Julia Scarlett Elizabeth Louis-Dreyfus (; born January 13, 1961) is an American actress, comedian, and producer. In television comedy, she is known for her work in Saturday Night Live (1982–1985), Seinfeld (1989–1998), The New Adventures of Old Christine (2006–2010), and Veep (2012–present). She is one of the most awarded actors in American television history, winning more Emmy Awards and more Screen Actors Guild Awards than any other performer (eight of the Emmy awards were for acting, tying Cloris Leachman for the most acting Primetime Emmy wins; she has also received three Emmy Awards for producing).
Louis-Dreyfus broke into comedy as a performer in The Practical Theatre Company in Chicago, Illinois, which led to her casting in the sketch show Saturday Night Live from 1982 to 1985. Her breakthrough came in 1989 with a nine-season run playing Elaine Benes on Seinfeld, one of the most critically and commercially successful sitcoms of all time. Other notable television roles include Christine Campbell in The New Adventures of Old Christine, which had a five-season run on CBS, and her role as Selina Meyer in Veep, which has been renewed by HBO for a seventh and final season. Her film roles have included Hannah and Her Sisters (1986), National Lampoon's Christmas Vacation (1989), Deconstructing Harry (1997), and Enough Said (2013). She voiced roles in the animated films A Bug's Life (1998) and Planes (2013).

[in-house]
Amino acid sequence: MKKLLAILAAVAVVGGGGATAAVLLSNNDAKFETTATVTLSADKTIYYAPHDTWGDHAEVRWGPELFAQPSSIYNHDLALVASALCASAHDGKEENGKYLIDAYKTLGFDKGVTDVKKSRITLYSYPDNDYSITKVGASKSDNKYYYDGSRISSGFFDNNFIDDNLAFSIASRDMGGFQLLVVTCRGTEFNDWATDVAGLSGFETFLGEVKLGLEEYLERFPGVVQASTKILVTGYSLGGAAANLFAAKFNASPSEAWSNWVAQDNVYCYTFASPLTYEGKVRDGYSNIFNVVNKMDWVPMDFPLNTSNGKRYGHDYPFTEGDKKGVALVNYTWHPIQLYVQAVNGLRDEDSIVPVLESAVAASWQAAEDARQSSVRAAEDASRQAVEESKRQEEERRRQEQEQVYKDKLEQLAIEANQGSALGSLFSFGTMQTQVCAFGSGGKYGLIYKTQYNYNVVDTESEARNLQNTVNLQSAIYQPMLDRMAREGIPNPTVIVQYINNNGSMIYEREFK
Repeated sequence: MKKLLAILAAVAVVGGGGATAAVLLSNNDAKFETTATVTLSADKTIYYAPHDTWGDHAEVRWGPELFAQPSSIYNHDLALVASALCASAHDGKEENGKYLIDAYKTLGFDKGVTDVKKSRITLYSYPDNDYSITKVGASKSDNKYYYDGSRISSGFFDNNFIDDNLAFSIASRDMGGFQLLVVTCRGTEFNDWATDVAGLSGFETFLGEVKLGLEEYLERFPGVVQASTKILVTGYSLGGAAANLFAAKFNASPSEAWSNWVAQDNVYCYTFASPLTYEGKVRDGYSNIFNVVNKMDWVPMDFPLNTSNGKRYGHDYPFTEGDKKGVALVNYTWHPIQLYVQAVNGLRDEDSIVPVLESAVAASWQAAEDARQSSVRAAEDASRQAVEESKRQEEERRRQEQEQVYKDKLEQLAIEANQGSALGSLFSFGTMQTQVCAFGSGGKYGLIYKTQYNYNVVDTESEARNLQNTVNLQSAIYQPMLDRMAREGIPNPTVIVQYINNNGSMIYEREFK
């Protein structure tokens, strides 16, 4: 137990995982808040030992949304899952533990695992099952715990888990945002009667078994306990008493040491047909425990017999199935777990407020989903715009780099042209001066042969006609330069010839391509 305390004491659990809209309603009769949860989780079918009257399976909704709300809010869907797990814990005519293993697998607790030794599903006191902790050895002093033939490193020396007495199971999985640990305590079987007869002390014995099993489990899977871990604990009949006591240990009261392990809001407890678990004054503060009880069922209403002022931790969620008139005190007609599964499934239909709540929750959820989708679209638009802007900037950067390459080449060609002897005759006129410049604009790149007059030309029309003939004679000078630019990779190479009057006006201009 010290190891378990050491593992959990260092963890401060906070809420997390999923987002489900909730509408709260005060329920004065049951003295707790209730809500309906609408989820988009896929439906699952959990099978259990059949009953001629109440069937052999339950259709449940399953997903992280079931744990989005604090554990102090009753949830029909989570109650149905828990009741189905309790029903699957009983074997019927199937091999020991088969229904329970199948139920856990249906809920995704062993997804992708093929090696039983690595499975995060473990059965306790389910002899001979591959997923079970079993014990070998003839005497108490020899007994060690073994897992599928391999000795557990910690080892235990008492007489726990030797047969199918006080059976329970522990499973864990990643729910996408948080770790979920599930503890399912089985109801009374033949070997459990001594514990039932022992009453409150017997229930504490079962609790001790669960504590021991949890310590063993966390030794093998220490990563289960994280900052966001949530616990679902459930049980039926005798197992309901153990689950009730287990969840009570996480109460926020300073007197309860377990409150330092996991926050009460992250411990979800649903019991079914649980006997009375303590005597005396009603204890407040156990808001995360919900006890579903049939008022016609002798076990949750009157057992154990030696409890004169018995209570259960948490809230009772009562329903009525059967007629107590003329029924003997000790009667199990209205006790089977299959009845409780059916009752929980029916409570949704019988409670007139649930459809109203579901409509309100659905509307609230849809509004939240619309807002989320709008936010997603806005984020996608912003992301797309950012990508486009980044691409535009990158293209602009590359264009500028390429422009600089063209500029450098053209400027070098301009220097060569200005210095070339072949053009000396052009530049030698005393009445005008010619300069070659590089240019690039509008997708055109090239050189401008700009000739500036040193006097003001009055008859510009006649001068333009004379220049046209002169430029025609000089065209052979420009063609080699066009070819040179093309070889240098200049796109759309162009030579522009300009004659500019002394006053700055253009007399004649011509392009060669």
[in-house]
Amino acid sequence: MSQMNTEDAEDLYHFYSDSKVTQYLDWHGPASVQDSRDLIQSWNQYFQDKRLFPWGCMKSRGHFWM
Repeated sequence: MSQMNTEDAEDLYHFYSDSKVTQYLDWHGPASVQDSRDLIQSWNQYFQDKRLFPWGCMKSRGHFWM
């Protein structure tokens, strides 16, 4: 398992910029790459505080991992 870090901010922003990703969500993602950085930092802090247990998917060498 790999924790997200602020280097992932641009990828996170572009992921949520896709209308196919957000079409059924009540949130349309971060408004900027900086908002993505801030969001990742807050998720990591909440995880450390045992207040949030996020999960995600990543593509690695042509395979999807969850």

Louis-Dreyfus has received eleven Emmy Awards, eight for acting and three for producing, with a total of 24 nominations throughout her career. She has also received a Golden Globe Award, nine Screen Actors Guild Awards, five American Comedy Awards, and two Critics' Choice Television Awards. Louis-Dreyfus received a star on the Hollywood Walk of Fame in 2010, and was inducted into the Television Academy Hall of Fame in 2014. In 2016, Time named Louis-Dreyfus one of the 100 most influential people in the world on the annual Time 100 list. In 2018 she received the Mark Twain Prize for American Humor, presented by the Kennedy Center as America's highest comedy honor.